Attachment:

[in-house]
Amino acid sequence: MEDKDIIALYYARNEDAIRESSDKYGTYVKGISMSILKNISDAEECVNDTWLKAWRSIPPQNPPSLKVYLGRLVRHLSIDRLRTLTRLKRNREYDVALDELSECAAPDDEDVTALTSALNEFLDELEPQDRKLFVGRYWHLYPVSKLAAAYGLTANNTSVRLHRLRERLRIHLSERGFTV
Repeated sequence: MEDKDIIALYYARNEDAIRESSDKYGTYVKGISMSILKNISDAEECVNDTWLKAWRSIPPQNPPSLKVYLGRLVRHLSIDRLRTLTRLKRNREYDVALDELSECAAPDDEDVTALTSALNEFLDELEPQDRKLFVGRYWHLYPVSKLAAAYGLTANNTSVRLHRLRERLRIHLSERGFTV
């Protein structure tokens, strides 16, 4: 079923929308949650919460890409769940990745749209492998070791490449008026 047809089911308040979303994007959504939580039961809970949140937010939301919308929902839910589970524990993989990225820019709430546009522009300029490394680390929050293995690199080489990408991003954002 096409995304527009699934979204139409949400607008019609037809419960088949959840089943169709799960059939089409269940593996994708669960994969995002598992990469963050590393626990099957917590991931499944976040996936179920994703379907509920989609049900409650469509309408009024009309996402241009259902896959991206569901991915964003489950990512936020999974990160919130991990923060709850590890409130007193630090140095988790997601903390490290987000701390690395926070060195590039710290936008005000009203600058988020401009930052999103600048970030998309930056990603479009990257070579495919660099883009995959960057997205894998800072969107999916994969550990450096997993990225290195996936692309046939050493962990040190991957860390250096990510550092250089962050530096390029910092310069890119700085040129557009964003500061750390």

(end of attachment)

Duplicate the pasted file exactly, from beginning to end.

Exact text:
[in-house]
Amino acid sequence: MEDKDIIALYYARNEDAIRESSDKYGTYVKGISMSILKNISDAEECVNDTWLKAWRSIPPQNPPSLKVYLGRLVRHLSIDRLRTLTRLKRNREYDVALDELSECAAPDDEDVTALTSALNEFLDELEPQDRKLFVGRYWHLYPVSKLAAAYGLTANNTSVRLHRLRERLRIHLSERGFTV
Repeated sequence: MEDKDIIALYYARNEDAIRESSDKYGTYVKGISMSILKNISDAEECVNDTWLKAWRSIPPQNPPSLKVYLGRLVRHLSIDRLRTLTRLKRNREYDVALDELSECAAPDDEDVTALTSALNEFLDELEPQDRKLFVGRYWHLYPVSKLAAAYGLTANNTSVRLHRLRERLRIHLSERGFTV
């Protein structure tokens, strides 16, 4: 079923929308949650919460890409769940990745749209492998070791490449008026 047809089911308040979303994007959504939580039961809970949140937010939301919308929902839910589970524990993989990225820019709430546009522009300029490394680390929050293995690199080489990408991003954002 096409995304527009699934979204139409949400607008019609037809419960088949959840089943169709799960059939089409269940593996994708669960994969995002598992990469963050590393626990099957917590991931499944976040996936179920994703379907509920989609049900409650469509309408009024009309996402241009259902896959991206569901991915964003489950990512936020999974990160919130991990923060709850590890409130007193630090140095988790997601903390490290987000701390690395926070060195590039710290936008005000009203600058988020401009930052999103600048970030998309930056990603479009990257070579495919660099883009995959960057997205894998800072969107999916994969550990450096997993990225290195996936692309046939050493962990040190991957860390250096990510550092250089962050530096390029910092310069890119700085040129557009964003500061750390």